Signal Processing and Linear Systems-B.P.Lathi copy

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Unformatted text preview: Fortu~ately, every practical signal f [k] m ust d ecay with k (because o f a filllte energy r~Ulrement), a nd s uch signal becomes negligibly small beyond ~ 2: .No for some SUitable value o f No. For instance, t he signal f [k] = (0.6)k has l~fimte length. However, f [k] ::; 0.00028 a t k 2: 16. Hence, we m ay t runcate t his ~Igna.l beyond k = 16 (or even a little earlier). Straightforward signal t runcation I II thl~ m anner amounts t o using a rectangular window w ith a u nit weight for t he d ata I II t he r ange 0 ::; k ::; No, a nd zero weight for t he d ata beyond k = No. S uch a t runcation r esults in Gibbs phenomenon with consequent oscillations in the s pectrum o f t he t runcated signal as demonstrated in t he following example. • E xample 1 0.11 .The signal f [k] = (D.8)ku[k] has infinite length. Find the DFT of this signal using an 8-pomt rectangular window. The DTFT of this signal obtained in Eq. (10.37) is 1 0.6-3 D iscrete T ime Filtering (Convolution) Using O FT T he D FT is useful n ot only in t he c omputation o f direct a nd inverse Fourier transforms, b ut also in o ther a pplications such as filtering, convolution, a nd correlation. Use o f t he efficient F FT a lgorithm makes D FT p articularly a ppealing. We generally t hink o f filtering in t erms o f some hardware-oriented solution (using summers, multipliers, a nd delay elements). However, filtering also h as a softwareoriented solution [a c omputer a lgorithm t hat yields t he filtered o utput y(t) for a given i nput f(t)]. Such filtering c an b e conveniently accomplished by using t he D FT. F iltering can b e accomplished either in t he frequency d omain o r i n t he t ime domain. I n t he frequency domain approach, for a given i nput J[kJ, we are required t o find t he o utput y[k] o f a filter w ith a given transfer function H (n). I n t he t ime d omain approach, for a given i nput f [k], we a re required t o find t he o utput y[k] o f a filter w ith a given impulse response h[k]. I n t he t ime d omain, t he o utput is o btained by (linear) convolution o f J[k] w ith h[k]. I n t he frequency domain, t he o utput is o btained as a n I DFT o f F rHr w ith F r = F (rno) a nd H r = H (rno). B ecause t he frequency domain m ethod a ppears as a substep of t he t ime d omain method, we s hall consider here only t he t ime d omain (convolution) method. We would like t o p erform linear convolution required in filtering o peration using D FT (utilizing F FT a lgorithm) because of its computational efficiency. However, D FT c an b e used t o e valuate only t he c ircular convolution, n ot t he l inear convolution. Fortunately, linear convolution can b e m ade equivalent t o c ircular convolution b y s uitably padding t he two sequences w ith zeros. T his s tatement, i ntroduced in C hapter 5, will now b e proved. W hen is Linear C onvolution E quivalent t o C ircular Convolution? F(!1) _ 1 - 1 _ D.8e- i r! and IF(!1)1 = 1 v'1.64 - 1.6 cos !1 T he 8-point rectangular window function is T he circular ( or periodic) conv...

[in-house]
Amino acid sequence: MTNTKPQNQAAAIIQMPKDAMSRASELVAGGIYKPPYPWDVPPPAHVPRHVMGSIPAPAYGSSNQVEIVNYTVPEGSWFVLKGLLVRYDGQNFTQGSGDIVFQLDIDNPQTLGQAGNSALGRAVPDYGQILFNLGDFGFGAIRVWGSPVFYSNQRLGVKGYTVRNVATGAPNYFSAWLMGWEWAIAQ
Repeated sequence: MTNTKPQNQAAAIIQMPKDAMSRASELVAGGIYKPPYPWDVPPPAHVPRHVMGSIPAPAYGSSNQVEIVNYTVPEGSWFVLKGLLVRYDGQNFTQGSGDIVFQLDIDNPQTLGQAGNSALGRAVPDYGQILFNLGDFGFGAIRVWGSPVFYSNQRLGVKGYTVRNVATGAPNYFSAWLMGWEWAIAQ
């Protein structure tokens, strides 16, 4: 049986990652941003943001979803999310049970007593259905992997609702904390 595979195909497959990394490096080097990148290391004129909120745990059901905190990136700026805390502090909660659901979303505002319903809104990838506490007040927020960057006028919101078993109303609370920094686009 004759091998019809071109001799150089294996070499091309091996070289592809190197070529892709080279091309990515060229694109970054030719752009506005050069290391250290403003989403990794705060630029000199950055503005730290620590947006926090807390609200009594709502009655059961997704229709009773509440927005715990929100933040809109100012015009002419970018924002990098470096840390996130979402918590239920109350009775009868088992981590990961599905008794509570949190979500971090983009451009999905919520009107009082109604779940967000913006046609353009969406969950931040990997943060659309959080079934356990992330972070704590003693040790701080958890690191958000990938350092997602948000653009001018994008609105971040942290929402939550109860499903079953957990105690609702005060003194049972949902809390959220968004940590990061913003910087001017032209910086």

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This note was uploaded on 04/14/2013 for the course ENG 350 taught by Professor Bayliss during the Spring '13 term at Northwestern.

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